Monday, December 16, 2013
Bookshelf: Matthew Paul Turner's Hear No Evil
Summary: Turner grew up in a household where anything that involved percussion or electric instruments was banned. Over time though as he grew up, and got out he discovered a lot more music, and the impacts it can all have on people. Turner shares his experience with the Christian music industry while working at CCM, his years at a Christian music oriented college in Tennessee, and his current stance with music and worship.
Characters: Matthew Paul Turner usually comes off pretty likable in his book to me. He's a guy who has experienced much the same things I did growing up in a Christian home, but thankfully most are more nostalgic than something has scarred me. It seems that Turner still gets along with his parents despite the fact their views shifted apart. Turner really is the main person in the novel, with other people that he encountered in life that impacted his view on music. He begins the story with a guy he meets a coffee shop who seems to remind him of his days working in CCM because the guy seems completely oblivious of what it will be like to work in the Christian music industry, which as any other industry still revolves around the want to make money.
Writing: Turner is one of the few writers to get me to really laughing out loud when I'm reading. He weaves in moments that are pretty funny, but I think people will have had to experience some of what he is saying to laugh. Also, some moments are more touching than others as well. He gets really serious in this book, and balances it well with the more funny writing that he is capable of as well. Thankfully, Turner also keeps the book brief as you can only expand this topic so much.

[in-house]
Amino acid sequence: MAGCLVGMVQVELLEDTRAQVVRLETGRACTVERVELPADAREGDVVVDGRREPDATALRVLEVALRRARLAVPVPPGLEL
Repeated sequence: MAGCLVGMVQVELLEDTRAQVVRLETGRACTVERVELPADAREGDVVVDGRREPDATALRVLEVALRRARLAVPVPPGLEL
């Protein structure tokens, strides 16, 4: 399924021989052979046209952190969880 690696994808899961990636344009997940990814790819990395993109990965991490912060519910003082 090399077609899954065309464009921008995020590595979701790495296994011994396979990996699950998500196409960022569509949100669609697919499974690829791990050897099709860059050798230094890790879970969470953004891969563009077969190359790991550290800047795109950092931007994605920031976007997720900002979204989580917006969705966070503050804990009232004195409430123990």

Plot: It's a little bit difficult to write a summary for this book as the stories vary chapter from chapter, but they all involve the consistent theme of music. With each chapter you see how some genre of music has had an impact on him, and even inspired him to try to become the next Michael Jackson of Christian music. I think what makes Turner story as interesting as it is, is because he is honest about where he's been, the music he's been into (even if considered embarrassing), and some sad results of faith trying to be forced into music for the sake of money. I'm just glad I still wasn't listening to Christian music hard core when I read this because I think some of the things that Turner reveals about the industry would be devastating to a hardcore fan.
Hear No Evil isn't going to appeal to though who are really conservative about their their music. He never really takes up any beef against any particular music in general, but the tone he has is very sarcastic sometimes, so how he writes can come off pretentious. Otherwise, I found him to have moments to relate to and that were insightful.
Rating 9 of 10.